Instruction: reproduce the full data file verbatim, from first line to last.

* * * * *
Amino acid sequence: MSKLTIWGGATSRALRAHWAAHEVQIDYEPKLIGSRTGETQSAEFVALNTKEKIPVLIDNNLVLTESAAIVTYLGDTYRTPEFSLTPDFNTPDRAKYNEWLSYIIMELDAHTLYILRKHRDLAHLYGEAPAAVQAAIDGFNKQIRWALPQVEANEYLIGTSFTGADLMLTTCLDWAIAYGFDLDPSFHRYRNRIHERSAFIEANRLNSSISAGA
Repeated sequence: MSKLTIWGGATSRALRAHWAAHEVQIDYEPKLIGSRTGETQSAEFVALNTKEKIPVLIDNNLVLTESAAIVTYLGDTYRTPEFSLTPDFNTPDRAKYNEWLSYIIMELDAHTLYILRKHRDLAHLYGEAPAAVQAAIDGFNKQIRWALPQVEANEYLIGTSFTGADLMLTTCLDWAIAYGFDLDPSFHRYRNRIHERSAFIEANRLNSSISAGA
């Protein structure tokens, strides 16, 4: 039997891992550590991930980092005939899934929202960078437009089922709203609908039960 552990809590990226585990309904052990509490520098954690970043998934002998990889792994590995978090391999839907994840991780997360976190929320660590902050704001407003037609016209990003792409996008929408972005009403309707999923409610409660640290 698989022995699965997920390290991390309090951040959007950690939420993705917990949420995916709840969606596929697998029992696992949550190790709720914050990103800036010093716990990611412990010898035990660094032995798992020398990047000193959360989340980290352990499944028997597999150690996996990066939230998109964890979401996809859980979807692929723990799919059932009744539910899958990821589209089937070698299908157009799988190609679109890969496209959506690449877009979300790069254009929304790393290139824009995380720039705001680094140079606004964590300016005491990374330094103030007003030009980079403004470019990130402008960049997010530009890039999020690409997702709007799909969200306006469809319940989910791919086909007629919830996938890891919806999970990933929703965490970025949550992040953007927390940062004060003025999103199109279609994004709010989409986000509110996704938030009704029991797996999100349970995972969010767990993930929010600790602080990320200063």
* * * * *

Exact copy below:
Amino acid sequence: MSKLTIWGGATSRALRAHWAAHEVQIDYEPKLIGSRTGETQSAEFVALNTKEKIPVLIDNNLVLTESAAIVTYLGDTYRTPEFSLTPDFNTPDRAKYNEWLSYIIMELDAHTLYILRKHRDLAHLYGEAPAAVQAAIDGFNKQIRWALPQVEANEYLIGTSFTGADLMLTTCLDWAIAYGFDLDPSFHRYRNRIHERSAFIEANRLNSSISAGA
Repeated sequence: MSKLTIWGGATSRALRAHWAAHEVQIDYEPKLIGSRTGETQSAEFVALNTKEKIPVLIDNNLVLTESAAIVTYLGDTYRTPEFSLTPDFNTPDRAKYNEWLSYIIMELDAHTLYILRKHRDLAHLYGEAPAAVQAAIDGFNKQIRWALPQVEANEYLIGTSFTGADLMLTTCLDWAIAYGFDLDPSFHRYRNRIHERSAFIEANRLNSSISAGA
């Protein structure tokens, strides 16, 4: 039997891992550590991930980092005939899934929202960078437009089922709203609908039960 552990809590990226585990309904052990509490520098954690970043998934002998990889792994590995978090391999839907994840991780997360976190929320660590902050704001407003037609016209990003792409996008929408972005009403309707999923409610409660640290 698989022995699965997920390290991390309090951040959007950690939420993705917990949420995916709840969606596929697998029992696992949550190790709720914050990103800036010093716990990611412990010898035990660094032995798992020398990047000193959360989340980290352990499944028997597999150690996996990066939230998109964890979401996809859980979807692929723990799919059932009744539910899958990821589209089937070698299908157009799988190609679109890969496209959506690449877009979300790069254009929304790393290139824009995380720039705001680094140079606004964590300016005491990374330094103030007003030009980079403004470019990130402008960049997010530009890039999020690409997702709007799909969200306006469809319940989910791919086909007629919830996938890891919806999970990933929703965490970025949550992040953007927390940062004060003025999103199109279609994004709010989409986000509110996704938030009704029991797996999100349970995972969010767990993930929010600790602080990320200063």